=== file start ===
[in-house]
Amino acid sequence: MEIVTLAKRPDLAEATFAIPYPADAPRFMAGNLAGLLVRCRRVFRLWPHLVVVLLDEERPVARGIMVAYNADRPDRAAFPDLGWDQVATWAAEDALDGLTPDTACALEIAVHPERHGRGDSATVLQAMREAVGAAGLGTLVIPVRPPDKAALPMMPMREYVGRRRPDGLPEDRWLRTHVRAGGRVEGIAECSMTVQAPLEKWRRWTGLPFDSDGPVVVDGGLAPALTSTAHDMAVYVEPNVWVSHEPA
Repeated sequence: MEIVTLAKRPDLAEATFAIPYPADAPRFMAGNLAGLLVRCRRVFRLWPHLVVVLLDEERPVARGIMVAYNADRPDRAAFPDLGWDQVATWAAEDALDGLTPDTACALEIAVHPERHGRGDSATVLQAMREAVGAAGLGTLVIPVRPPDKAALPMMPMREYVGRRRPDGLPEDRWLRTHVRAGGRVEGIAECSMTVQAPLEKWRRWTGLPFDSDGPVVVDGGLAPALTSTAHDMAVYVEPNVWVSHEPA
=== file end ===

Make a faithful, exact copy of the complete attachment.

[in-house]
Amino acid sequence: MEIVTLAKRPDLAEATFAIPYPADAPRFMAGNLAGLLVRCRRVFRLWPHLVVVLLDEERPVARGIMVAYNADRPDRAAFPDLGWDQVATWAAEDALDGLTPDTACALEIAVHPERHGRGDSATVLQAMREAVGAAGLGTLVIPVRPPDKAALPMMPMREYVGRRRPDGLPEDRWLRTHVRAGGRVEGIAECSMTVQAPLEKWRRWTGLPFDSDGPVVVDGGLAPALTSTAHDMAVYVEPNVWVSHEPA
Repeated sequence: MEIVTLAKRPDLAEATFAIPYPADAPRFMAGNLAGLLVRCRRVFRLWPHLVVVLLDEERPVARGIMVAYNADRPDRAAFPDLGWDQVATWAAEDALDGLTPDTACALEIAVHPERHGRGDSATVLQAMREAVGAAGLGTLVIPVRPPDKAALPMMPMREYVGRRRPDGLPEDRWLRTHVRAGGRVEGIAECSMTVQAPLEKWRRWTGLPFDSDGPVVVDGGLAPALTSTAHDMAVYVEPNVWVSHEPA